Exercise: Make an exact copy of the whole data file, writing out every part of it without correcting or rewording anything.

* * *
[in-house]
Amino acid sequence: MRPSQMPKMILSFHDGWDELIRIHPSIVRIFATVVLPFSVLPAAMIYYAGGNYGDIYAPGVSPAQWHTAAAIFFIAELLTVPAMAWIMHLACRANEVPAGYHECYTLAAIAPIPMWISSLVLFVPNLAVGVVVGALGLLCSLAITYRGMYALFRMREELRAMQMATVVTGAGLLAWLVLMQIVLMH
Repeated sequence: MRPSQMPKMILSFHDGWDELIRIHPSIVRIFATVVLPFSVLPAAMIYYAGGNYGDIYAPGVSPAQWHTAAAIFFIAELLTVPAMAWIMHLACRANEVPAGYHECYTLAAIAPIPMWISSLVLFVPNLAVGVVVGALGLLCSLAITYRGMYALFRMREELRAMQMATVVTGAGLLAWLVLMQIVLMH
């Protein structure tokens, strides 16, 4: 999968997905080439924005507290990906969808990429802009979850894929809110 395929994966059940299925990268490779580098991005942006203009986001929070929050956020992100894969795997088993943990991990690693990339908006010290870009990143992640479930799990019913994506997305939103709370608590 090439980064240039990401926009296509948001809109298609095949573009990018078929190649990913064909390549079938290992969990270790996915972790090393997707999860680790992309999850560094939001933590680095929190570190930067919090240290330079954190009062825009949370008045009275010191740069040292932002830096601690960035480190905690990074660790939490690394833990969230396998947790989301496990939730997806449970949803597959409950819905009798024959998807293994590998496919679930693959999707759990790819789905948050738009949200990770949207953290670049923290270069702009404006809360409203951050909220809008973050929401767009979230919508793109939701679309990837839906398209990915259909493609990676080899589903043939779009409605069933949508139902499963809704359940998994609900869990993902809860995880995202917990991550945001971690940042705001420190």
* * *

[in-house]
Amino acid sequence: MRPSQMPKMILSFHDGWDELIRIHPSIVRIFATVVLPFSVLPAAMIYYAGGNYGDIYAPGVSPAQWHTAAAIFFIAELLTVPAMAWIMHLACRANEVPAGYHECYTLAAIAPIPMWISSLVLFVPNLAVGVVVGALGLLCSLAITYRGMYALFRMREELRAMQMATVVTGAGLLAWLVLMQIVLMH
Repeated sequence: MRPSQMPKMILSFHDGWDELIRIHPSIVRIFATVVLPFSVLPAAMIYYAGGNYGDIYAPGVSPAQWHTAAAIFFIAELLTVPAMAWIMHLACRANEVPAGYHECYTLAAIAPIPMWISSLVLFVPNLAVGVVVGALGLLCSLAITYRGMYALFRMREELRAMQMATVVTGAGLLAWLVLMQIVLMH
């Protein structure tokens, strides 16, 4: 999968997905080439924005507290990906969808990429802009979850894929809110 395929994966059940299925990268490779580098991005942006203009986001929070929050956020992100894969795997088993943990991990690693990339908006010290870009990143992640479930799990019913994506997305939103709370608590 090439980064240039990401926009296509948001809109298609095949573009990018078929190649990913064909390549079938290992969990270790996915972790090393997707999860680790992309999850560094939001933590680095929190570190930067919090240290330079954190009062825009949370008045009275010191740069040292932002830096601690960035480190905690990074660790939490690394833990969230396998947790989301496990939730997806449970949803597959409950819905009798024959998807293994590998496919679930693959999707759990790819789905948050738009949200990770949207953290670049923290270069702009404006809360409203951050909220809008973050929401767009979230919508793109939701679309990837839906398209990915259909493609990676080899589903043939779009409605069933949508139902499963809704359940998994609900869990993902809860995880995202917990991550945001971690940042705001420190």